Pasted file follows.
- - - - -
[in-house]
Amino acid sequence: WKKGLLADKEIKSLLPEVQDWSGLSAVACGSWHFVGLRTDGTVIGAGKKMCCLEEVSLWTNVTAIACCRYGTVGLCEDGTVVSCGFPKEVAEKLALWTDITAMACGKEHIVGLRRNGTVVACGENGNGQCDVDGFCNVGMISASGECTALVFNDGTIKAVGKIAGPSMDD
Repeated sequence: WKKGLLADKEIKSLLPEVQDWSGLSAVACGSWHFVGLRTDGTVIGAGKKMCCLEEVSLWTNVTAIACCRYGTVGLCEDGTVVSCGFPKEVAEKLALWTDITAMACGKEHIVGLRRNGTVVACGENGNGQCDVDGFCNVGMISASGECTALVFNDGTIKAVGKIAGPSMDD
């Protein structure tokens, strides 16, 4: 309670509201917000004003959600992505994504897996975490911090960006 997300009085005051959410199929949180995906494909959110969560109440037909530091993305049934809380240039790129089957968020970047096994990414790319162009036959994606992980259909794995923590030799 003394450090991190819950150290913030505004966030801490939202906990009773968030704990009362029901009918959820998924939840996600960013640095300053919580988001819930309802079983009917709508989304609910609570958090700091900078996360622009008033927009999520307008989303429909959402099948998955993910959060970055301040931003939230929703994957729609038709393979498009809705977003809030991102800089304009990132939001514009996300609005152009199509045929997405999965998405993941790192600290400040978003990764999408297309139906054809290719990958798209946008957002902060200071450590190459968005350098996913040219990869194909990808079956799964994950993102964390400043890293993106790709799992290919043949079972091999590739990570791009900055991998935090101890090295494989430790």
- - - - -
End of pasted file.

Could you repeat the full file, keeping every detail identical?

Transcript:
[in-house]
Amino acid sequence: WKKGLLADKEIKSLLPEVQDWSGLSAVACGSWHFVGLRTDGTVIGAGKKMCCLEEVSLWTNVTAIACCRYGTVGLCEDGTVVSCGFPKEVAEKLALWTDITAMACGKEHIVGLRRNGTVVACGENGNGQCDVDGFCNVGMISASGECTALVFNDGTIKAVGKIAGPSMDD
Repeated sequence: WKKGLLADKEIKSLLPEVQDWSGLSAVACGSWHFVGLRTDGTVIGAGKKMCCLEEVSLWTNVTAIACCRYGTVGLCEDGTVVSCGFPKEVAEKLALWTDITAMACGKEHIVGLRRNGTVVACGENGNGQCDVDGFCNVGMISASGECTALVFNDGTIKAVGKIAGPSMDD
């Protein structure tokens, strides 16, 4: 309670509201917000004003959600992505994504897996975490911090960006 997300009085005051959410199929949180995906494909959110969560109440037909530091993305049934809380240039790129089957968020970047096994990414790319162009036959994606992980259909794995923590030799 003394450090991190819950150290913030505004966030801490939202906990009773968030704990009362029901009918959820998924939840996600960013640095300053919580988001819930309802079983009917709508989304609910609570958090700091900078996360622009008033927009999520307008989303429909959402099948998955993910959060970055301040931003939230929703994957729609038709393979498009809705977003809030991102800089304009990132939001514009996300609005152009199509045929997405999965998405993941790192600290400040978003990764999408297309139906054809290719990958798209946008957002902060200071450590190459968005350098996913040219990869194909990808079956799964994950993102964390400043890293993106790709799992290919043949079972091999590739990570791009900055991998935090101890090295494989430790």